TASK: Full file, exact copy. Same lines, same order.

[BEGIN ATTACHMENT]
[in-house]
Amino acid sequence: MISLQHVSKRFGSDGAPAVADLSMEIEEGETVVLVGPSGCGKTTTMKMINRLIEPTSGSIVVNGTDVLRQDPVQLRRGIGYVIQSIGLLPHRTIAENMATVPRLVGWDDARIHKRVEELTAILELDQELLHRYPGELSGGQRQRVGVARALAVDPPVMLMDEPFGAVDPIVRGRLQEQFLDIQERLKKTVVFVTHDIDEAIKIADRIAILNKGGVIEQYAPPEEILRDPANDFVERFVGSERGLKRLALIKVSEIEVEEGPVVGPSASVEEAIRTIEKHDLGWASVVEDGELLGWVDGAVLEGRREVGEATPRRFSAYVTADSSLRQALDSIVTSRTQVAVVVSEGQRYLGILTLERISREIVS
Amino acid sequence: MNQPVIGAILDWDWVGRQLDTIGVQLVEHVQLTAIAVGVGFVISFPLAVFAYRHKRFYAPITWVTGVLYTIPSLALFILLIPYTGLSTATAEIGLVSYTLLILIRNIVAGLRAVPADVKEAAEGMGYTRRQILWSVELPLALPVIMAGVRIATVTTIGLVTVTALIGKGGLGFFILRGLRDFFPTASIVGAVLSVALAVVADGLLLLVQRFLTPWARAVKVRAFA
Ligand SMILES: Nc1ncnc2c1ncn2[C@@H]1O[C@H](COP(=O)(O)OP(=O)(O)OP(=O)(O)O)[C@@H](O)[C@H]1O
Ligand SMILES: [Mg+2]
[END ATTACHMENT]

[in-house]
Amino acid sequence: MISLQHVSKRFGSDGAPAVADLSMEIEEGETVVLVGPSGCGKTTTMKMINRLIEPTSGSIVVNGTDVLRQDPVQLRRGIGYVIQSIGLLPHRTIAENMATVPRLVGWDDARIHKRVEELTAILELDQELLHRYPGELSGGQRQRVGVARALAVDPPVMLMDEPFGAVDPIVRGRLQEQFLDIQERLKKTVVFVTHDIDEAIKIADRIAILNKGGVIEQYAPPEEILRDPANDFVERFVGSERGLKRLALIKVSEIEVEEGPVVGPSASVEEAIRTIEKHDLGWASVVEDGELLGWVDGAVLEGRREVGEATPRRFSAYVTADSSLRQALDSIVTSRTQVAVVVSEGQRYLGILTLERISREIVS
Amino acid sequence: MNQPVIGAILDWDWVGRQLDTIGVQLVEHVQLTAIAVGVGFVISFPLAVFAYRHKRFYAPITWVTGVLYTIPSLALFILLIPYTGLSTATAEIGLVSYTLLILIRNIVAGLRAVPADVKEAAEGMGYTRRQILWSVELPLALPVIMAGVRIATVTTIGLVTVTALIGKGGLGFFILRGLRDFFPTASIVGAVLSVALAVVADGLLLLVQRFLTPWARAVKVRAFA
Ligand SMILES: Nc1ncnc2c1ncn2[C@@H]1O[C@H](COP(=O)(O)OP(=O)(O)OP(=O)(O)O)[C@@H](O)[C@H]1O
Ligand SMILES: [Mg+2]